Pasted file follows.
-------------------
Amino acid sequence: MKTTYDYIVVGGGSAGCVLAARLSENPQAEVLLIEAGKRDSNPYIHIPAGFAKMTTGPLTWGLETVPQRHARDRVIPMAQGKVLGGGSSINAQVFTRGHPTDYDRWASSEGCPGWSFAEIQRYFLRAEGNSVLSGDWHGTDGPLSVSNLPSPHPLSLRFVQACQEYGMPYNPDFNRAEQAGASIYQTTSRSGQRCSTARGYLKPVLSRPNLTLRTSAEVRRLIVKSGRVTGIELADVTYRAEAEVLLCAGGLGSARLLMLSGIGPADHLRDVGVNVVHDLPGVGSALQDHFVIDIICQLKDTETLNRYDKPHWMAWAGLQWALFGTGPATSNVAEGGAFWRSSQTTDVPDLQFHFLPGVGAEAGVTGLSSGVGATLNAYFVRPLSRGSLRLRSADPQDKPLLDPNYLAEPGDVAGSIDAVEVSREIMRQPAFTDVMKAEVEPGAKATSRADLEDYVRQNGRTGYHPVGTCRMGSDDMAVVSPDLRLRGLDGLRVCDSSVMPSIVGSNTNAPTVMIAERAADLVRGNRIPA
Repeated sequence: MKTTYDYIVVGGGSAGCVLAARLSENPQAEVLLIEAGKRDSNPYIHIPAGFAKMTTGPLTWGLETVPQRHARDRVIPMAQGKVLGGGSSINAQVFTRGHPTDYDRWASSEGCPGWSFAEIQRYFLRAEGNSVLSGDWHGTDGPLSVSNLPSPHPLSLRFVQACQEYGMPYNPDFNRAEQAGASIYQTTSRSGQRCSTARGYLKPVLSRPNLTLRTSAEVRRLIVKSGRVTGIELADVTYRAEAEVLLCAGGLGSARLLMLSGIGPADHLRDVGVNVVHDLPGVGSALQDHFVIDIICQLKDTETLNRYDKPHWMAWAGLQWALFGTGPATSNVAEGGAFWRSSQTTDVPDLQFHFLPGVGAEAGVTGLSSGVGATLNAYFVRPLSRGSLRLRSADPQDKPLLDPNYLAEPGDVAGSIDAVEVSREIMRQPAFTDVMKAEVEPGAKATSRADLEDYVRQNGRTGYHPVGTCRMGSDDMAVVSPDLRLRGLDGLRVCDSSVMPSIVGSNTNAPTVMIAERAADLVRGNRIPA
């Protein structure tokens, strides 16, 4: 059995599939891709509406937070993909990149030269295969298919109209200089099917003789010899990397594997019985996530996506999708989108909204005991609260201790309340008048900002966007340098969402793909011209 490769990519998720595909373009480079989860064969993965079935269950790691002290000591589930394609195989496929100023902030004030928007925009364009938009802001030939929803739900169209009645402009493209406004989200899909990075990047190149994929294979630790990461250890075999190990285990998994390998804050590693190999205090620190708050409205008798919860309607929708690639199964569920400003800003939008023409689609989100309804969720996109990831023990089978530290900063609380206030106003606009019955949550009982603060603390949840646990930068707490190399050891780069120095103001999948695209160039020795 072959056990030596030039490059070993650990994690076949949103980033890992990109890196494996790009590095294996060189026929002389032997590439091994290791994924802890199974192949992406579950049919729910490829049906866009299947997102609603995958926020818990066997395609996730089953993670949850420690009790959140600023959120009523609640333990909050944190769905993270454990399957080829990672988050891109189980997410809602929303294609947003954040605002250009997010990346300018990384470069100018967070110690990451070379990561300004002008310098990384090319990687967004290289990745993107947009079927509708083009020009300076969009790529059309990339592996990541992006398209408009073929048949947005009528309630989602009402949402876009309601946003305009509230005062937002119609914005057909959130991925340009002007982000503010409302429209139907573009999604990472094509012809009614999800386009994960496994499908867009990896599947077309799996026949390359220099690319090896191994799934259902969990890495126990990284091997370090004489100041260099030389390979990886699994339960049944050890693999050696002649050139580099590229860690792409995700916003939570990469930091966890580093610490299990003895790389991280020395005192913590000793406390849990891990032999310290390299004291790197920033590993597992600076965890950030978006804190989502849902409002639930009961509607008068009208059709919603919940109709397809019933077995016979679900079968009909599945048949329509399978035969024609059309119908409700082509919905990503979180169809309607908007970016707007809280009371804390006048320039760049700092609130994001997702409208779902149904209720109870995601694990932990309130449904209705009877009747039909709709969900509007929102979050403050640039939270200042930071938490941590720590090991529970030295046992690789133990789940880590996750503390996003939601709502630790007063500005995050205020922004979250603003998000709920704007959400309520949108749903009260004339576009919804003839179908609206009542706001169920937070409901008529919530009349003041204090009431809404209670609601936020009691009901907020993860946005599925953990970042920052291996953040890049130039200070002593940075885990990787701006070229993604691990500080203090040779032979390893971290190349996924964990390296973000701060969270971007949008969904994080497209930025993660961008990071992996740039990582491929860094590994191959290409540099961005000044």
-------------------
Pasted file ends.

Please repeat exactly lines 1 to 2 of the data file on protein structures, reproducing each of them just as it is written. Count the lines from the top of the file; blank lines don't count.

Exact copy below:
Amino acid sequence: MKTTYDYIVVGGGSAGCVLAARLSENPQAEVLLIEAGKRDSNPYIHIPAGFAKMTTGPLTWGLETVPQRHARDRVIPMAQGKVLGGGSSINAQVFTRGHPTDYDRWASSEGCPGWSFAEIQRYFLRAEGNSVLSGDWHGTDGPLSVSNLPSPHPLSLRFVQACQEYGMPYNPDFNRAEQAGASIYQTTSRSGQRCSTARGYLKPVLSRPNLTLRTSAEVRRLIVKSGRVTGIELADVTYRAEAEVLLCAGGLGSARLLMLSGIGPADHLRDVGVNVVHDLPGVGSALQDHFVIDIICQLKDTETLNRYDKPHWMAWAGLQWALFGTGPATSNVAEGGAFWRSSQTTDVPDLQFHFLPGVGAEAGVTGLSSGVGATLNAYFVRPLSRGSLRLRSADPQDKPLLDPNYLAEPGDVAGSIDAVEVSREIMRQPAFTDVMKAEVEPGAKATSRADLEDYVRQNGRTGYHPVGTCRMGSDDMAVVSPDLRLRGLDGLRVCDSSVMPSIVGSNTNAPTVMIAERAADLVRGNRIPA
Repeated sequence: MKTTYDYIVVGGGSAGCVLAARLSENPQAEVLLIEAGKRDSNPYIHIPAGFAKMTTGPLTWGLETVPQRHARDRVIPMAQGKVLGGGSSINAQVFTRGHPTDYDRWASSEGCPGWSFAEIQRYFLRAEGNSVLSGDWHGTDGPLSVSNLPSPHPLSLRFVQACQEYGMPYNPDFNRAEQAGASIYQTTSRSGQRCSTARGYLKPVLSRPNLTLRTSAEVRRLIVKSGRVTGIELADVTYRAEAEVLLCAGGLGSARLLMLSGIGPADHLRDVGVNVVHDLPGVGSALQDHFVIDIICQLKDTETLNRYDKPHWMAWAGLQWALFGTGPATSNVAEGGAFWRSSQTTDVPDLQFHFLPGVGAEAGVTGLSSGVGATLNAYFVRPLSRGSLRLRSADPQDKPLLDPNYLAEPGDVAGSIDAVEVSREIMRQPAFTDVMKAEVEPGAKATSRADLEDYVRQNGRTGYHPVGTCRMGSDDMAVVSPDLRLRGLDGLRVCDSSVMPSIVGSNTNAPTVMIAERAADLVRGNRIPA